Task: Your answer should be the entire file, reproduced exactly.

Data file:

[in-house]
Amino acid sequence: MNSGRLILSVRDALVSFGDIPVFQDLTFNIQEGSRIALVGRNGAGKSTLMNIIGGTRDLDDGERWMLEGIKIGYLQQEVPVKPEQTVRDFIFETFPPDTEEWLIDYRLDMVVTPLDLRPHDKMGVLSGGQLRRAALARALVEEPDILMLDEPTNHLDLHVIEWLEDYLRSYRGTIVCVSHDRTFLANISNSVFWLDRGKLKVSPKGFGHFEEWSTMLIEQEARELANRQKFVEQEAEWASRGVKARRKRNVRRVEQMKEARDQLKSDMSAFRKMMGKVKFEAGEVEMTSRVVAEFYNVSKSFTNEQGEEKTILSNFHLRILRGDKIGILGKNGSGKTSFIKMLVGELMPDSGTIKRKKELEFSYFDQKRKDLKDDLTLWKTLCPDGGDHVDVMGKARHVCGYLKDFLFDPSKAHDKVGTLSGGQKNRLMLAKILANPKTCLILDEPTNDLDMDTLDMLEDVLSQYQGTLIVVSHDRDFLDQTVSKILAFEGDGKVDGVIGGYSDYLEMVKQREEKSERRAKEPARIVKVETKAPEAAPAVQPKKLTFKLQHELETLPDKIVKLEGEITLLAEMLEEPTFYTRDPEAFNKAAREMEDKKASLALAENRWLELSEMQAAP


[in-house]
Amino acid sequence: MNSGRLILSVRDALVSFGDIPVFQDLTFNIQEGSRIALVGRNGAGKSTLMNIIGGTRDLDDGERWMLEGIKIGYLQQEVPVKPEQTVRDFIFETFPPDTEEWLIDYRLDMVVTPLDLRPHDKMGVLSGGQLRRAALARALVEEPDILMLDEPTNHLDLHVIEWLEDYLRSYRGTIVCVSHDRTFLANISNSVFWLDRGKLKVSPKGFGHFEEWSTMLIEQEARELANRQKFVEQEAEWASRGVKARRKRNVRRVEQMKEARDQLKSDMSAFRKMMGKVKFEAGEVEMTSRVVAEFYNVSKSFTNEQGEEKTILSNFHLRILRGDKIGILGKNGSGKTSFIKMLVGELMPDSGTIKRKKELEFSYFDQKRKDLKDDLTLWKTLCPDGGDHVDVMGKARHVCGYLKDFLFDPSKAHDKVGTLSGGQKNRLMLAKILANPKTCLILDEPTNDLDMDTLDMLEDVLSQYQGTLIVVSHDRDFLDQTVSKILAFEGDGKVDGVIGGYSDYLEMVKQREEKSERRAKEPARIVKVETKAPEAAPAVQPKKLTFKLQHELETLPDKIVKLEGEITLLAEMLEEPTFYTRDPEAFNKAAREMEDKKASLALAENRWLELSEMQAAP